DCSIMG

Put the Honey down

A TASTE OF HONEY by Delaney,             , Writer - Shelagh Delaney, Director - Polly Findlay, Designer - Soutra Gilmour, Lighting - Peter Mumford, Sheffield Theatres, 2012, Credit: Johan Persson/

A TASTE OF HONEY by Delaney, , Writer - Shelagh Delaney, Director - Polly Findlay, Designer - Soutra Gilmour, Lighting - Peter Mumford, Sheffield Theatres, 2012, Credit: Johan Persson/

THERE is no getting away from it, Eva Pope freely admits, the character of Helen she plays in A Taste of Honey is “a nightmare mum”.

Shelagh Delaney’s play follows spirited teenager Jo as she rebels against the constraints of working class Salford in the late Fifties. Central to it is her relationship with her mother who abandons her to go off with her new fancy man.

“I had seen the play before and thought she was an obnoxious character but I think there is more to her than that,” says the former Coronation Street and Waterloo Road star. “I want to show all sides of her, the weaknesses and the vulnerability as well as the showiness and the brashness – and the semi-prostitute that she is,” she adds with a laugh.

“She has been kicked out of the marital home because she had an affair. She was shunned by the community and has had to find a way of living. The only way has been a sort of prostitution. She finds a man who falls for her and understands her. She hopes they will develop more and she has to flit from Manchester.

“She is 40 and has been struggling for 16 years to bring up this child. Helen has come to the point where she says I want something for me not Jo. She thinks she has found it but the audience can see from the start where it’s going.”

It’s a play written and set 50 years ago, so is there much she can draw on from her own life?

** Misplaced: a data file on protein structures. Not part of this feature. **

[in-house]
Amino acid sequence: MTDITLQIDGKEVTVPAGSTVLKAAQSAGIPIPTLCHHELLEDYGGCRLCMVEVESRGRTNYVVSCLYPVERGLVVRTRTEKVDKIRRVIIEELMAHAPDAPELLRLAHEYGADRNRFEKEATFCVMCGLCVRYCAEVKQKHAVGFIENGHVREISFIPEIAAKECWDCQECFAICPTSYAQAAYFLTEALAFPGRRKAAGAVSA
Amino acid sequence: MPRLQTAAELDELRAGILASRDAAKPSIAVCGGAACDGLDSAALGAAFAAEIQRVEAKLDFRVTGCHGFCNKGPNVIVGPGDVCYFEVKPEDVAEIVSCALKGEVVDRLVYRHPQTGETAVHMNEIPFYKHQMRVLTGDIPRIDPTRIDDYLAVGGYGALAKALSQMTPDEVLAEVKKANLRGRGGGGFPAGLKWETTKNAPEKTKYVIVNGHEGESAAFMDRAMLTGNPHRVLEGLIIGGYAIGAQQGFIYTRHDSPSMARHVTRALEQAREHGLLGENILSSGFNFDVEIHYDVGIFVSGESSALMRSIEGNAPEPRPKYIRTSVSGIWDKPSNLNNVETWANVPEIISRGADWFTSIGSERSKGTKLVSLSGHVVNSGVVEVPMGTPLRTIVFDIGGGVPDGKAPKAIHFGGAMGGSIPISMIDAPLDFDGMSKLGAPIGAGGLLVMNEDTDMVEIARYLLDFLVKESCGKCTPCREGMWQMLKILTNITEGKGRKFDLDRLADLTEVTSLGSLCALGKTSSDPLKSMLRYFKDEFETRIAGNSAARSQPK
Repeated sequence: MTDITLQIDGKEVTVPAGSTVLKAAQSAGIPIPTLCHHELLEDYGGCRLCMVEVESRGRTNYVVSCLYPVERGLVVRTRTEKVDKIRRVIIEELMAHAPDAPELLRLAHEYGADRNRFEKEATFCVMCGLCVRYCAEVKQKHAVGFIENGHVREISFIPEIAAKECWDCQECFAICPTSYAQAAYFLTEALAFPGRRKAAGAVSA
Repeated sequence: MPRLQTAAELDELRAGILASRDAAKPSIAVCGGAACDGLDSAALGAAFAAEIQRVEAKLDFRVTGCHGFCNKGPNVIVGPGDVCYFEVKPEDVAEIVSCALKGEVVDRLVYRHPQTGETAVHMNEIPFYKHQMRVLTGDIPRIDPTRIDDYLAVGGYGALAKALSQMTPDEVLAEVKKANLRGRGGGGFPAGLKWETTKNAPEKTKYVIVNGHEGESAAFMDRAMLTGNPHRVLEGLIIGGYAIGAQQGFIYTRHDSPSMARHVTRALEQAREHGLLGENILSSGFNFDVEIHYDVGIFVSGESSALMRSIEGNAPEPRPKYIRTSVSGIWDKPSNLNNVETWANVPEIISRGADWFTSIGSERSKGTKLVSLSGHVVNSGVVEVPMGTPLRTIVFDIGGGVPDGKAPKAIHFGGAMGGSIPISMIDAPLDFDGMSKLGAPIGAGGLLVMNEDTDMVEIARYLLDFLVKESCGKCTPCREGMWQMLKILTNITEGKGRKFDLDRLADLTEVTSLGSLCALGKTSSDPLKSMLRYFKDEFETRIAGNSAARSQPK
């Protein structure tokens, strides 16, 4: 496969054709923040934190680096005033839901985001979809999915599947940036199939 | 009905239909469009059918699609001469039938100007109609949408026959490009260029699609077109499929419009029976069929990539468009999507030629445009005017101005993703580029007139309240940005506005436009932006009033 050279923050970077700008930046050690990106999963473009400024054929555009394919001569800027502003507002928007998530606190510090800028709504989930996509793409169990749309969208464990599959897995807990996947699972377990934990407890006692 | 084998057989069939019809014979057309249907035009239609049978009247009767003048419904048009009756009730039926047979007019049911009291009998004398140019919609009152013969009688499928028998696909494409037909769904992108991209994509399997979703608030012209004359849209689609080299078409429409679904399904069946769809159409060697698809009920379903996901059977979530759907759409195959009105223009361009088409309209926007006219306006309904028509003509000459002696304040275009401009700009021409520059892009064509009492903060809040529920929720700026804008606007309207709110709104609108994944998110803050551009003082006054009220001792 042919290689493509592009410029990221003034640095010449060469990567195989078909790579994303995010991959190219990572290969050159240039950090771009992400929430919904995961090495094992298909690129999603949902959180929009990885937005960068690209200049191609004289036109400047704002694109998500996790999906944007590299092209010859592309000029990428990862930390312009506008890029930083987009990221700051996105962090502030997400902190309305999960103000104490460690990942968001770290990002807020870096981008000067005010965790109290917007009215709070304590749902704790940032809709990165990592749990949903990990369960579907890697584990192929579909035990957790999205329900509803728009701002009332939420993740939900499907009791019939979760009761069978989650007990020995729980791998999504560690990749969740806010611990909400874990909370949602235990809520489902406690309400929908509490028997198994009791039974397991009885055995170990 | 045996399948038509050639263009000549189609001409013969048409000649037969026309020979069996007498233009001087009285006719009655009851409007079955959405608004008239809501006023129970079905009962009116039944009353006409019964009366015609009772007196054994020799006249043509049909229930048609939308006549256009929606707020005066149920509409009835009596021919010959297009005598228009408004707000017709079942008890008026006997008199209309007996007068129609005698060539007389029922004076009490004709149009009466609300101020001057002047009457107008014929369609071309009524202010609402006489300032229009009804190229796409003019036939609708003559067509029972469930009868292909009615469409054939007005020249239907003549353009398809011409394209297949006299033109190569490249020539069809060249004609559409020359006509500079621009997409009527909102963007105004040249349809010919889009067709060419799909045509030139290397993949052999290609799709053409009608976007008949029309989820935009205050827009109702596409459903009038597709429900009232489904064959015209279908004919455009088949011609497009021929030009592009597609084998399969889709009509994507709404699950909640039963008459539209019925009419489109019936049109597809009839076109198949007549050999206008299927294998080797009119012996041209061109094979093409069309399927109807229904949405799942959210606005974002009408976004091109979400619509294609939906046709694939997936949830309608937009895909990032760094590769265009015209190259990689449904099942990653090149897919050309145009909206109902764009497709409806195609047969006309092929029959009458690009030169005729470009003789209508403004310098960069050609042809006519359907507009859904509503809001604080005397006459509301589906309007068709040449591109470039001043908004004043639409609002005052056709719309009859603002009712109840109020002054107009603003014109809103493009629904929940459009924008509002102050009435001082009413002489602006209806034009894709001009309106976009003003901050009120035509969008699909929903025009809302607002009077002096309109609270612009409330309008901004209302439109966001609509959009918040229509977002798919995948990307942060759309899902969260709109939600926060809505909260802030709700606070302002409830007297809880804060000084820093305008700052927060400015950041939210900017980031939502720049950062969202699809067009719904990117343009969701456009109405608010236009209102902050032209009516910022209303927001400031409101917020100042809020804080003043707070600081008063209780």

“There are so many things in this play that mirror yourself,” she insists. “My attitude towards taking a role, even someone who drinks a lot and is a semi-prostitute, that there is something of yourself in there. I can use my imagination to understand people and there are always keys to understanding people’s characters in your own life.”

The intensity of the mother-daughter relationship for a start, having got a 16-year-old of her own, and the tensions that can arise, especially around GCSE time, she says ruefully.

And they have in common being single mothers. Since moving back up North from London the actor who has a string of TV credits (most recently in Law and Order UK, Casualty and Moving On), has fitted her career around parental commitments. “Voiceovers have kept me going,” she says and only the previous night to the interview there was an episode of Dispatches on Channel 4 she narrated.

She may hail from Wigan, she says, but she can do a posh voice, if needed, as one of her best known TV roles, Rachel Mason, head teacher in Waterloo Road, attests.

A Taste of Honey starts previewing at the Crucible Theatre tonight (October 25) and continues until November 17.

 

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